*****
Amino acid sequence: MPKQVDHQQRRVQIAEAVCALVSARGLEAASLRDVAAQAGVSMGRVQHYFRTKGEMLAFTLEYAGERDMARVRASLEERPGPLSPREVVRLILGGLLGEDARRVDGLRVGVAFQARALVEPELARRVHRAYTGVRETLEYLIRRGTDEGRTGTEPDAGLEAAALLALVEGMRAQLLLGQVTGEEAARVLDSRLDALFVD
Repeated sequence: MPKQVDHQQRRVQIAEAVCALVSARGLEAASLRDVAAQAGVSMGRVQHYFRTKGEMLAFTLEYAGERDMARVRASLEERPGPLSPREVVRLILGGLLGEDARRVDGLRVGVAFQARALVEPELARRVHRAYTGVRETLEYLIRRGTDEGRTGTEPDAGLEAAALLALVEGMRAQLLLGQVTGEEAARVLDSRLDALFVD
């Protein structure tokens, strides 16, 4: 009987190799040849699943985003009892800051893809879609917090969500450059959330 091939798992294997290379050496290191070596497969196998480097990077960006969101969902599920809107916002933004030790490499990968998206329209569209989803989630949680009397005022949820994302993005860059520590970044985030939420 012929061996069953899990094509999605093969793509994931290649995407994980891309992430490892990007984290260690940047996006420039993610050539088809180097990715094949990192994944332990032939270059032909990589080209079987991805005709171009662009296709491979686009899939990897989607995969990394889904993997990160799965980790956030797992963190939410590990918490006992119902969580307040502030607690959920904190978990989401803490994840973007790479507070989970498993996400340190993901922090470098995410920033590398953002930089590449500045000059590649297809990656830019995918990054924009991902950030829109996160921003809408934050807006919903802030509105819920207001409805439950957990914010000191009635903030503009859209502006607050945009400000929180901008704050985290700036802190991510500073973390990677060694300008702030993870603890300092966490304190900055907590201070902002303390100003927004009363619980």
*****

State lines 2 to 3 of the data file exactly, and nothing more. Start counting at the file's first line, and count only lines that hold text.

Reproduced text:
Repeated sequence: MPKQVDHQQRRVQIAEAVCALVSARGLEAASLRDVAAQAGVSMGRVQHYFRTKGEMLAFTLEYAGERDMARVRASLEERPGPLSPREVVRLILGGLLGEDARRVDGLRVGVAFQARALVEPELARRVHRAYTGVRETLEYLIRRGTDEGRTGTEPDAGLEAAALLALVEGMRAQLLLGQVTGEEAARVLDSRLDALFVD
């Protein structure tokens, strides 16, 4: 009987190799040849699943985003009892800051893809879609917090969500450059959330 091939798992294997290379050496290191070596497969196998480097990077960006969101969902599920809107916002933004030790490499990968998206329209569209989803989630949680009397005022949820994302993005860059520590970044985030939420 012929061996069953899990094509999605093969793509994931290649995407994980891309992430490892990007984290260690940047996006420039993610050539088809180097990715094949990192994944332990032939270059032909990589080209079987991805005709171009662009296709491979686009899939990897989607995969990394889904993997990160799965980790956030797992963190939410590990918490006992119902969580307040502030607690959920904190978990989401803490994840973007790479507070989970498993996400340190993901922090470098995410920033590398953002930089590449500045000059590649297809990656830019995918990054924009991902950030829109996160921003809408934050807006919903802030509105819920207001409805439950957990914010000191009635903030503009859209502006607050945009400000929180901008704050985290700036802190991510500073973390990677060694300008702030993870603890300092966490304190900055907590201070902002303390100003927004009363619980």